West Monroe native Rebekah Wales finished her freshman year at LSU with the fifth best throw all-time in program history. / Bryan Wayne/LSU Sports Information

One of the most decorated track and field athletes to come out of Ouachita Parish in recent memory is about to take her game to the world stage.

LSU javelin thrower and West Monroe High School product Rebekah Wales will make her debut for Team USA in the 2014 IAAF World Junior Championships July 22 to 27, 2014 in Eugene, Oregon.

Wales was one of just two female javelin throwers to qualify after 18 girls recently attempted to make the team in Oregon.

Wales threw 164 feet, 7 inches in that competition. It was a big accomplishment for Wales, who had thrown just 154-2 on her way to 19th-place with LSU at the NCAA Championships a month earlier in Eugene.

“I am really comfortable throwing (in Eugene),” Wales said. “The weather is perfect. It is not too hot or cold. I didn’t do well the first time, but you have different kind of wind there that you have to deal with. You have to drive the javelin straight in the wind. I think this time will be less stressful to me.”

Aiding in the comfort level of Wales’ first international competition is the fact that her throwing coach from LSU, Derek Yush, will be there coaching her for the IAAF Championships.

As a freshman this past season, Wales worked with Yush, who saw some things mechanically he wanted to change about the way she was throwing the javelin.

“I wanted to keep her slow on her approach at first, then after the NCAA we moved her back some in her starting point on her run,” Yush said. “When you are going slow it is easier to hit where you are targeting. I didn’t want to change anything in what she was doing until after the NCAA, but she has made the changes and is getting better and better each time out at practice.”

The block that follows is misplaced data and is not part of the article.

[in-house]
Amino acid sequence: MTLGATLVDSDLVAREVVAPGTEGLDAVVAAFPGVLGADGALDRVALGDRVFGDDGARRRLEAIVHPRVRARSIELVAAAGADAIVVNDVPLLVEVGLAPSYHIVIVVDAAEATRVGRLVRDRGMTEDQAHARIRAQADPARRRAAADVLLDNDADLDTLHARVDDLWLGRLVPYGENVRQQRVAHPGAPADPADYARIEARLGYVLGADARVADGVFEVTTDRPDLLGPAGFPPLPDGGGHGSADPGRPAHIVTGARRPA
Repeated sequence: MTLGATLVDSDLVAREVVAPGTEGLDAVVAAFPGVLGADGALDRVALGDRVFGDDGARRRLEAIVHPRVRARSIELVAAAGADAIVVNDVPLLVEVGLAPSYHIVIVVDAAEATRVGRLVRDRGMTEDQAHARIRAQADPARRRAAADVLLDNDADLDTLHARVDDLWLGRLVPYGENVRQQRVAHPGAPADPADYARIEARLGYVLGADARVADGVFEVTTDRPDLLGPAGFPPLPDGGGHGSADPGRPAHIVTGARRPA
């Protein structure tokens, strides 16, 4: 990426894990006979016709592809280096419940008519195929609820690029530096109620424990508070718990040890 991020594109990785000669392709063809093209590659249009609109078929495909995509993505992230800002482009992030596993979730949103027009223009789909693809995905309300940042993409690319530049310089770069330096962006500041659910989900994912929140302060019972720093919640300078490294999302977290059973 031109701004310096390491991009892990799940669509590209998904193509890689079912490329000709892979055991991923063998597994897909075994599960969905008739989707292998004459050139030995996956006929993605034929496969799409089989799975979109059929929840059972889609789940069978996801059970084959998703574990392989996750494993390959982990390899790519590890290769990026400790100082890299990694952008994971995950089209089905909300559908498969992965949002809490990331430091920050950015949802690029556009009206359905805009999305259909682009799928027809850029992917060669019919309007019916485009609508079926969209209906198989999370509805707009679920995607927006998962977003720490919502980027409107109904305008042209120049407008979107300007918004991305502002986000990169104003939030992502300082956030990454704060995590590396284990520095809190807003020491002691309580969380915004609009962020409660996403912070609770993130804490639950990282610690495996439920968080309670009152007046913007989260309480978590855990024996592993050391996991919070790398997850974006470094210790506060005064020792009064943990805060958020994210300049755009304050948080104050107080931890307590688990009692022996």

Wales earned three District 2-5A championships and regionals while at West Monroe High School and capped off her career with a Class 5A championship and state record (154-11) in the event. However, she expected the college coaches to tinker with her craft once she joined the LSU team last fall.

“I knew that they would change things up, but it helps,” Wales said. “It has helped my speed and so it has been good.”

She and coach Yush will depart for Oregon next week in preparation for the first heat of qualifying.

Wales was the No. 4 freshmen in the country in the NCAA this year and won first place at the Jim Mize Invitational at Louisiana Tech in her LSU debut with a throw of 166-11, a mark that ranks fifth all-time in LSU history.

“She is a very good athlete of course, but her determination is what sets her apart from others,” Yush said.

“She is always trying to improve. She never misses a rep in the weight room and is always trying to improve, but this will be different and tougher than anything she has done before. Hopefully me being able to work with her there will aid her comfort level.”

The meet will also be a measuring stick for Wales for how far she has progressed.

In 2012 she tried out for Team USA for the Junior Olympics but finished ninth among the competition.

“It is such an amazing feeling,”Wales said. “I never dreamed I would be able to do something like this.”

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